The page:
Federal Reserve Chairman Ben Bernanke on Wednesday detailed how the U.S. central bank will begin to wean the economy off its extraordinary stimulus, even as he stressed it was not yet time to do so.
Bernanke said the Fed would likely begin tightening monetary policy by removing cash from the financial system before it turns to raise benchmark short-term interest rates.
In his most comprehensive description to date of how the Fed aims to dismantle its extensive emergency economic supports, he also said the central bank could soon raise the discount rate it charges banks for emergency loans, but stressed that would not be akin to a tightening in monetary policy.
Although at present the U.S. economy continues to require the support of highly accommodative monetary policies, at some point the Federal Reserve will need to tighten financial conditions, Bernanke said in remarks prepared for a hearing of the House of Representatives Financial Services Committee.
The hearing on the Fed's exit strategy was postponed because of heavy snow, but the Fed released Bernanke's prepared remarks. Some lawmakers have worried the Fed's aggressive stimulus for the economy could spark inflation.
The Fed's willingness to raise the discount rate, which could come before its next policy meeting March 16, signals it believes that financial markets are working better, a precondition for raising interest rates.
The Fed's move toward withdrawing monetary policy accommodation contrasted with the Bank of England, which is contemplating adding more money to Britain's fragile economy.
Bernanke's comments were seen as suggesting the Fed would tighten before the European Central Bank, which is facing debt crisis among some euro-zone countries, boosting the dollar against the euro. U.S. stock indexes were mostly flat.
Big Wall Street firms polled by Reuters last week expect the Fed to raise rates in the final three months of this year.
The U.S. central bank has pumped more than $1 trillion into the economy after it slashed benchmark rates to near zero to combat the worst financial crisis since the Great Depression.
While the economy has grown for the past two quarters, the unemployment rate is at a lofty 9.7 percent.
Bernanke said the outlook for monetary policy currently remains about the same as it was at the Fed's last policy meeting on January 26-27, and he repeated the Fed's pledge to hold interest rates exceptionally low for an extended period.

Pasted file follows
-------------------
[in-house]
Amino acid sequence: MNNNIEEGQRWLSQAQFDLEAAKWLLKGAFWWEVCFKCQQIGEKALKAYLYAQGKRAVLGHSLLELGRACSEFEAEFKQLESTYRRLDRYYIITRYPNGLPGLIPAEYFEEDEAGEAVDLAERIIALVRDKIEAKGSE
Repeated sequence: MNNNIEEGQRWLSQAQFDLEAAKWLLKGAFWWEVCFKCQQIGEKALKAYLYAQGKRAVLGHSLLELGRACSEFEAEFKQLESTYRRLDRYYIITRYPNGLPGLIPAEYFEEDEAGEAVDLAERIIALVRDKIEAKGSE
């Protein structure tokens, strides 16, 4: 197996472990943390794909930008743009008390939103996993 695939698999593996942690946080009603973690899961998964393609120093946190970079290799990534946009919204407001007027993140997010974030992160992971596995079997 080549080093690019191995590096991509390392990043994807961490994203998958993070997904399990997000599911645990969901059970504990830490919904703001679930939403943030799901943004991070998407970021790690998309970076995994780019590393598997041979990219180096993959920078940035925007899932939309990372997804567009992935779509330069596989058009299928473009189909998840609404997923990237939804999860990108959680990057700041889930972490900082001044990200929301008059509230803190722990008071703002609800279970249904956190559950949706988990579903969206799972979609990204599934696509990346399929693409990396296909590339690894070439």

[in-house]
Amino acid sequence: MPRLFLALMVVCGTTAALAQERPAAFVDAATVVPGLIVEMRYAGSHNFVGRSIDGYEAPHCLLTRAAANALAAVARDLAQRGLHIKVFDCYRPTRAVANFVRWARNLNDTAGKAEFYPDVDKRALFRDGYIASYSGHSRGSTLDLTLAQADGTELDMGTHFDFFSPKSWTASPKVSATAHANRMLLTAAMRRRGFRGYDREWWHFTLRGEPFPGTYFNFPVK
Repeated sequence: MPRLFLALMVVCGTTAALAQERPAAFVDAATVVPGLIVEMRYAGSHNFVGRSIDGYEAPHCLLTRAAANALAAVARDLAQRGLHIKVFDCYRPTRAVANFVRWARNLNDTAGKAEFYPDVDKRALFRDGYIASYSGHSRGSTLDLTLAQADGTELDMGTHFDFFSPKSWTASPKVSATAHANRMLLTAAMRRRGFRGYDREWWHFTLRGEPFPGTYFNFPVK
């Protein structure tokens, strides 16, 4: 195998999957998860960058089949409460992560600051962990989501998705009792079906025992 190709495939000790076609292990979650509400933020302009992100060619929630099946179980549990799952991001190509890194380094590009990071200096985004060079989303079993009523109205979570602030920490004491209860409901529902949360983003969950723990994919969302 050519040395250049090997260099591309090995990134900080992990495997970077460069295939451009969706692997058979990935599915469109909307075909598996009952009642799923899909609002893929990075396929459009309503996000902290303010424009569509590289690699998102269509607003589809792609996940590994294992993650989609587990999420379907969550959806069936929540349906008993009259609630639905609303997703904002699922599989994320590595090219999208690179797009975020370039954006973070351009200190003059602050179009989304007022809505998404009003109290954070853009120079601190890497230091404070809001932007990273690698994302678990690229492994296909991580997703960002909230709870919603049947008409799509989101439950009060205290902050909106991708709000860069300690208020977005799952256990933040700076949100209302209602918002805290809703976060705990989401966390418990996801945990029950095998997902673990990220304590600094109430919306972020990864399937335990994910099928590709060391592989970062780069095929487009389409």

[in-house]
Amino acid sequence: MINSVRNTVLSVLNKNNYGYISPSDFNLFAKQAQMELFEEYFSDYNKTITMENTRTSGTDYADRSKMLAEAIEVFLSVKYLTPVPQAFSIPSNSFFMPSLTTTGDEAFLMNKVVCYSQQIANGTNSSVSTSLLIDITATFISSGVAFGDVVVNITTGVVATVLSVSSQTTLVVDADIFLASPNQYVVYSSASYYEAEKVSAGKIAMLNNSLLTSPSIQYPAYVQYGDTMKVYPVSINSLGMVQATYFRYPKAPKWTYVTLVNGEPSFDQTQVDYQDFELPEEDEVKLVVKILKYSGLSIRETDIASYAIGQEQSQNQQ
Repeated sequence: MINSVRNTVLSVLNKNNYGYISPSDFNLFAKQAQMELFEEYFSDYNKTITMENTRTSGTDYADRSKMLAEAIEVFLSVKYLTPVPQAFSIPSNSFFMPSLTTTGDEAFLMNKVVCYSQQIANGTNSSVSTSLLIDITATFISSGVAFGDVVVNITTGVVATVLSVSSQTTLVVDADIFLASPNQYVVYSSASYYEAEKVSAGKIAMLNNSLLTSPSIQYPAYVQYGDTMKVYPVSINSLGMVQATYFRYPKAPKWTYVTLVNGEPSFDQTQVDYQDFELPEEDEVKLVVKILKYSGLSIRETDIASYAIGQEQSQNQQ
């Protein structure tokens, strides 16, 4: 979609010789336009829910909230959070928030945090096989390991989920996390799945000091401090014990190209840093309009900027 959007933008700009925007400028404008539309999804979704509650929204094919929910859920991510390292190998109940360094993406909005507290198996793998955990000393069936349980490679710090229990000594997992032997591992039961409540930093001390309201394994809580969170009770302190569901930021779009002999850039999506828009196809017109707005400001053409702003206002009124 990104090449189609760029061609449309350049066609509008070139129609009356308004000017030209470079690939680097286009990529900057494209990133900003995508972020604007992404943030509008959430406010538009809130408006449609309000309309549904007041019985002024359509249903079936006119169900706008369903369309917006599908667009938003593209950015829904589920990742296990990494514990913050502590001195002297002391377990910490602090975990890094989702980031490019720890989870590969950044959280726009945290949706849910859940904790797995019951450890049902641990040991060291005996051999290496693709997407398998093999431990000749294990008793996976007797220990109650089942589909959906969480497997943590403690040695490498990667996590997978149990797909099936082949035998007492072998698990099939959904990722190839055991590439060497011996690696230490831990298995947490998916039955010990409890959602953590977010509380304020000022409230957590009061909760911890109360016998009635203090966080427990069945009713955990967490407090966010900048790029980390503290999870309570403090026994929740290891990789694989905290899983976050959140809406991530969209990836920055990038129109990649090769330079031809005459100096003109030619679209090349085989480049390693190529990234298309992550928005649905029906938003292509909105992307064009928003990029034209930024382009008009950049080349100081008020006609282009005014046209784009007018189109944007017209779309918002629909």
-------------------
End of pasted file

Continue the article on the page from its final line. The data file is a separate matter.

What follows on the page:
He said the Fed could begin by testing tools to absorb the massive amount of reserves it had pumped into the banking system, such as reverse repurchase agreements and term deposits for banks at the central bank, in small amounts to prepare markets.
As the time to tighten financial conditions drew nearer, the Fed could ramp up reserve-draining operations. Absorbing reserves would give policymakers tighter control over short-term interest rates, Bernanke said.
Ultimately, the Fed would increase the rate it pays on reserves banks hold at the central bank as its way to take its foot off the monetary accelerator pedal. Raising the interest rate on reserves would encourage banks to park funds with the Fed, taking the money out of circulation.
The Fed has greatly expanded its balance sheet with purchases of mortgage-related debt as part of its efforts to revive the economy.
Bernanke said the Fed is not likely to sell any of those holdings in the near term, at least not until after policy tightening has gotten under way and the economy is clearly in a sustainable recovery.
However, when the recovery has advanced and more tightening is needed, the Fed could sell securities, Bernanke said. Any such sales would likely be gradual and markets would receive ample warning, he said.
DISCOUNT RATE HIKE IN THE OFFING
The Fed will also return its vast array of emergency lending measures to pre-crisis norms, including raising the discount rate and shortening the duration of loans at its emergency lending window, Bernanke said.
The Fed pulled the discount rate closer to the federal funds rate during the severe credit crunch to encourage banks to use it to obtain short-term funding. Before the crisis hit, the discount rate was 1 percentage point higher than the benchmark borrowing costs. It now stands at 0.5 percent, while the federal funds rate is between zero and 0.25 percent.
With the Fed's balance sheet abnormally large, controlling the federal funds rate can be difficult, Bernanke said. During the transition, the Fed will likely communicate its policy stance through a combination of the interest paid on reserves and targets for reserve quantities.
(Editing by Neil Stempleman)